STONEWALL, Man. – Just north of Winnipeg, in the middle of one of North America’s busiest bird migration routes, lies a pristine wetland that offers city dwellers a getaway to unspoiled views of birds, stars and the northern lights.
Oak Hammock Marsh, established by Ducks Unlimited and the Manitoba government, is made up of 36 square kilometres of land that was once drained for farmland. Now restored to its wet former self, the area is home to more than 300 species of birds — everything from finches to eagles to elegant white pelicans — as well as 30-odd types of mammals such as beavers and ground squirrels.
A quick, 20-minute drive from city limits, the marsh has a three-storey interpretive centre with a grass roof. It’s the highest structure within kilometres, so a visit to the rooftop observation deck provides a 360-degree view to the horizon. During the busy fall migration season, which lasts from early September to mid-October, you can watch hundreds of thousands of birds come and go from every direction.
“It’s a great staging area for migrating birds, almost like a little gas station along the highway would be for a car,” said Jacques Bourgeois, the facility’s event co-ordinator.
The marsh lies along a route used by birds that travel to northern Canada in the summer and as far south as Florida in the winter. The large wetland offers them a quiet, safe place to stop with plenty of food in the green, swampy water. The birds will gorge for two or three weeks, eating what would amount to dozens of pizzas each day for a human. They add 10 per cent to their body weight before continuing on their long journey.
Everything about Oak Hammock Marsh is, literally, for the birds. The interpretive centre’s low-profile and grass-top roof make it look like a hill when viewed from above. Some birds even nest in the green rooftop. The 30 kilometres of unpaved walking trails that meander through the marsh are designed to minimize human impact on the environment.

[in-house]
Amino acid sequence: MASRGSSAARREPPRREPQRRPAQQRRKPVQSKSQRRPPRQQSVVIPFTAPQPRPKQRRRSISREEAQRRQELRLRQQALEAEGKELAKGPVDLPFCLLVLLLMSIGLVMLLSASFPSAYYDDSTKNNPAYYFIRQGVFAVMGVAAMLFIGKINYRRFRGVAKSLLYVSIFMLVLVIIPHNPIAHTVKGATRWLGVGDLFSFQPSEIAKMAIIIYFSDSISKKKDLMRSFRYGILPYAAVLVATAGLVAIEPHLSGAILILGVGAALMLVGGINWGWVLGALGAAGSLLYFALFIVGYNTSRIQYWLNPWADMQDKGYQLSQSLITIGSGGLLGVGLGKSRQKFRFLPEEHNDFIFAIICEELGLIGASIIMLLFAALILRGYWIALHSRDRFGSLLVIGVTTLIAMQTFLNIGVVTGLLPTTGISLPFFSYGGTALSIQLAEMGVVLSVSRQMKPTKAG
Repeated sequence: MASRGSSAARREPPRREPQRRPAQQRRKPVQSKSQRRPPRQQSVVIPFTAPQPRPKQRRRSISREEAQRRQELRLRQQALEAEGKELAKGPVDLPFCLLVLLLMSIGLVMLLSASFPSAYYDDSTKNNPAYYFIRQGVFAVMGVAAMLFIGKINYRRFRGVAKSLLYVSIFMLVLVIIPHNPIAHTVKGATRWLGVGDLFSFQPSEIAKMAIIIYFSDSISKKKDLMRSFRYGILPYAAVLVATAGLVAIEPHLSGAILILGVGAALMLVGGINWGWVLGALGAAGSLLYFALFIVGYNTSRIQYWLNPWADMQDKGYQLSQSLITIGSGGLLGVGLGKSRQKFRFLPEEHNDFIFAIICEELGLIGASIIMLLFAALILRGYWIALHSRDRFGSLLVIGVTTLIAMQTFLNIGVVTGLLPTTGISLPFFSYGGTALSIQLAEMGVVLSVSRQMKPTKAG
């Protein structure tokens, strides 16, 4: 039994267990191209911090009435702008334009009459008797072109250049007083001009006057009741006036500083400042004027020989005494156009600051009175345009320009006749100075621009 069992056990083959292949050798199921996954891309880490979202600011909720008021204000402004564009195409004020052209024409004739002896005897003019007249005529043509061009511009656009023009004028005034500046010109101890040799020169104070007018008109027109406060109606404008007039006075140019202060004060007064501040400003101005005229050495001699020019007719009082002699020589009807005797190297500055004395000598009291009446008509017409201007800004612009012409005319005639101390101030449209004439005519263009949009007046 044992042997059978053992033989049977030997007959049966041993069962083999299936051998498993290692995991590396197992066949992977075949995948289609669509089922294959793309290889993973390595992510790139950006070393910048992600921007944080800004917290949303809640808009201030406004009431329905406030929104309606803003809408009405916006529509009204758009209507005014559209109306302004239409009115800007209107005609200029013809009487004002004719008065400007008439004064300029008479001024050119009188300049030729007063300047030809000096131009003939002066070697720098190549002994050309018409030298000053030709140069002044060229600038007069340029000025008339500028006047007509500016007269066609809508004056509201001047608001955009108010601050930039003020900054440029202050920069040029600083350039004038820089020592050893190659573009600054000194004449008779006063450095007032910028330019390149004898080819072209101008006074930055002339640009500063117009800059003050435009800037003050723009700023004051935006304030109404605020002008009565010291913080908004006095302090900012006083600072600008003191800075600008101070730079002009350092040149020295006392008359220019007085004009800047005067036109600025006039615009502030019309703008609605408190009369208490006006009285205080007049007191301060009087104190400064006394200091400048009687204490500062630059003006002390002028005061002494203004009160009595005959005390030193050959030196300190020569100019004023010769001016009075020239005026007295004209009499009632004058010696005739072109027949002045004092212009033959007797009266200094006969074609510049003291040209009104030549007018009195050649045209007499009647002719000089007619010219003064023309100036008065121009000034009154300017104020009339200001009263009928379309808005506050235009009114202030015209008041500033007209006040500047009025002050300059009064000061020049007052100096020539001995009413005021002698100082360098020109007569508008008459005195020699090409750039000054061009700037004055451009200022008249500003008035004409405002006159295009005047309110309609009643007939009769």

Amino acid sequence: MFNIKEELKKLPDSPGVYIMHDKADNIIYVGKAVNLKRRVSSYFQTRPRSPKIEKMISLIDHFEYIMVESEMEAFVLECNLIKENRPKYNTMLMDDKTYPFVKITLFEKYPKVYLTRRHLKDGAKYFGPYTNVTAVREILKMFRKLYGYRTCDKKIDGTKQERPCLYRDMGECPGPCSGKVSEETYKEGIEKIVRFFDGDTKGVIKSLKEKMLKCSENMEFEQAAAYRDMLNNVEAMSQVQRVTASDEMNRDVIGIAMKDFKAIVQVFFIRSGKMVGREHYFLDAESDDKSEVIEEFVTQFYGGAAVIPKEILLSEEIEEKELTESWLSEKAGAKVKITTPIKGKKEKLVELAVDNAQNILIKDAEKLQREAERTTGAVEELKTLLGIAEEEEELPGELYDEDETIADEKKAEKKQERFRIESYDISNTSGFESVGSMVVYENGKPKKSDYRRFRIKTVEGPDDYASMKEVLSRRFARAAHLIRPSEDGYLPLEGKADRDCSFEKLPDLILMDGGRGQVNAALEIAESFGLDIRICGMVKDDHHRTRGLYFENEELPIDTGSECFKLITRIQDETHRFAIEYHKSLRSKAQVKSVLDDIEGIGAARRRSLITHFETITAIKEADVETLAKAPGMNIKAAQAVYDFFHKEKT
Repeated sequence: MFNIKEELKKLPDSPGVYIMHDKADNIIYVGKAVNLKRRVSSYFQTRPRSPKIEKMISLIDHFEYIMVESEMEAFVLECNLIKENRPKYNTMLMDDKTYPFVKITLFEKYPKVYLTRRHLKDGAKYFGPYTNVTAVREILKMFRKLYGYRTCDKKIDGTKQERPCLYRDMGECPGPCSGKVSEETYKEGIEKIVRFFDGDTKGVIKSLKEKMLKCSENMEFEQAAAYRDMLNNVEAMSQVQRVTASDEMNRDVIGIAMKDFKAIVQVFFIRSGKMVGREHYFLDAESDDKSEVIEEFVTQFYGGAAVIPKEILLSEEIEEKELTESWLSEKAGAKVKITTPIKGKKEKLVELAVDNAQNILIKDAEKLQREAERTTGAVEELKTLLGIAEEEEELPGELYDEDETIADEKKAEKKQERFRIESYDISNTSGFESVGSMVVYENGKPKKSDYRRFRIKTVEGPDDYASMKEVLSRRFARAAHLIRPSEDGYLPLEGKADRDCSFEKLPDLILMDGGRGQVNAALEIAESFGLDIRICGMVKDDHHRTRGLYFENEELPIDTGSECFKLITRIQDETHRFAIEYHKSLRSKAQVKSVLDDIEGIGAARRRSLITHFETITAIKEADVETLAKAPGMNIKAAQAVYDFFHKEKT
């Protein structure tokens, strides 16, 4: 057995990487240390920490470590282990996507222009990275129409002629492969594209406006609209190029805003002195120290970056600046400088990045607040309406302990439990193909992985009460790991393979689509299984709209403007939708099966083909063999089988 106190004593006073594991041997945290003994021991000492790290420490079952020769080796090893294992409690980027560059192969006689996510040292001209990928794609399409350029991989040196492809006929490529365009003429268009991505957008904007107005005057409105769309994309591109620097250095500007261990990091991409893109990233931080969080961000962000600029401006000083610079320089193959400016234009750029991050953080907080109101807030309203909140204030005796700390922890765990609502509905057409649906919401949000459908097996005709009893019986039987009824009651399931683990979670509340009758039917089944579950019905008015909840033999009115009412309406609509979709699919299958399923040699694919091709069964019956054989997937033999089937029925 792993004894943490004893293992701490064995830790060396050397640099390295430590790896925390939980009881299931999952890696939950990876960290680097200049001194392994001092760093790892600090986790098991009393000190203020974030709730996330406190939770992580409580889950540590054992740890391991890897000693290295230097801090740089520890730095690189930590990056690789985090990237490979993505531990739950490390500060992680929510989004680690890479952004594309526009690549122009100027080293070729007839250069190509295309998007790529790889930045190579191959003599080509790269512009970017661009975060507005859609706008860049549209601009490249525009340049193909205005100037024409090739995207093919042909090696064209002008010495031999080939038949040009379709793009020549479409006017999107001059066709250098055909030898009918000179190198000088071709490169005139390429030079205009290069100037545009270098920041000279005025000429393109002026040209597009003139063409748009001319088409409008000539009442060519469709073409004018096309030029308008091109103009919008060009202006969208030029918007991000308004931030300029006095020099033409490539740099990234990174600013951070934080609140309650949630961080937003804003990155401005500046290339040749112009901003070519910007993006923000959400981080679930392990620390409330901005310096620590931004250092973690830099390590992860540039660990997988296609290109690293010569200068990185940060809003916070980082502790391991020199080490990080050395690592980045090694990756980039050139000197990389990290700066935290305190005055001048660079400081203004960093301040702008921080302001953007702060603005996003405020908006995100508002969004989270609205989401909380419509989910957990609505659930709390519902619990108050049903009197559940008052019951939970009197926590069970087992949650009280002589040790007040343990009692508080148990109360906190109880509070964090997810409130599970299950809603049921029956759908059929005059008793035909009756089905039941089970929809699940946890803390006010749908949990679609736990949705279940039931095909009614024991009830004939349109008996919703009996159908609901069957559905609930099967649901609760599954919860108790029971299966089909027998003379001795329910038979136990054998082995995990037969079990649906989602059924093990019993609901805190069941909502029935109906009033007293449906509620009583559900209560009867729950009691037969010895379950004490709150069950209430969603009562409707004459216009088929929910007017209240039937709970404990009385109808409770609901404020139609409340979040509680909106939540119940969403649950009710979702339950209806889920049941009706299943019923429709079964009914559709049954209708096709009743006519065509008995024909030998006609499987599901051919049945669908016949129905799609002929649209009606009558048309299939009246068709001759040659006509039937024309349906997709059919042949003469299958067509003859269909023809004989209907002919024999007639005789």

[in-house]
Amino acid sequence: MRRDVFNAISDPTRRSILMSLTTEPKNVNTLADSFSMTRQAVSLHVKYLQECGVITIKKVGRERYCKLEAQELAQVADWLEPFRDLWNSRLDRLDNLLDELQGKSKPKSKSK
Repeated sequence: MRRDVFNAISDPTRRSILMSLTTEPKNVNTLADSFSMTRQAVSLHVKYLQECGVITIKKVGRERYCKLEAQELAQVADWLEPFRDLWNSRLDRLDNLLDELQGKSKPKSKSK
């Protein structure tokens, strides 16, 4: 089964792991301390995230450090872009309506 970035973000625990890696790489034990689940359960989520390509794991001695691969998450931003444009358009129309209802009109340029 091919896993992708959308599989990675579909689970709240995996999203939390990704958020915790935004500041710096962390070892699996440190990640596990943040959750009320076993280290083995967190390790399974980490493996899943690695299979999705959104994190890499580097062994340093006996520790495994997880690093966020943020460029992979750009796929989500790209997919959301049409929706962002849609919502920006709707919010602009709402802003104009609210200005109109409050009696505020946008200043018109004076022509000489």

Even the cafe-style restaurant is designed with birds in mind. All tables lie alongside a wall with immense windows, and each table has a pair of binoculars tied to it. During the fall migration, the cafe goes upscale, offering four-course gourmet dinners timed to coincide with the nightly return of birds from the outer reaches of the marsh to their nesting places.
“It’s a huge cloud of birds,” Bourgeois said.
During the day, guides offer walking tours, educational films and some hands-on exhibits inside a small museum that would please kids. Canoe rides are available, as are snowshoe treks in winter. On a recent walking tour with my children, the gentle, silent glide of a pelican overhead was interrupted by a sudden eruption of tiny shrieks from a group of killdeers running excitedly across the path in front of us.
“There must be a nest nearby,” said our guide Tabitha. After five years working at the marsh, Tabitha is well-versed in the seemingly endless species of birds, bugs and animals that scurry around us. She rattles off the names of five kinds of insects that skim along the surface of the still water, engrossing (and slightly grossing out, in a good way) my sons.
While the centre is clearly bird-focused, it has expanded its programming to appeal to other, more celestial forms of nature. Because it is just far enough away from Winnipeg to be free of light pollution, the centre provides a clear view of the stars on a cloudless night. Once a month, the centre offers an indoor theatre presentation about the constellations followed by a look at the real thing from the rooftop. The star-gazing tour can also be booked privately at other times.
The area has also become a hot spot for people to see the northern lights in fall, when the days get noticeably shorter and aurora borealis visibility seems to peak. And this fall is shaping up to be a good one, Bourgeois said.
“Right now, the sun is just coming out of a low cycle of activity. For the past few years, it was very rare to see northern lights,” he said. “But on a good year, when the sun is very active, you’ll see northern lights just about every second or third day.”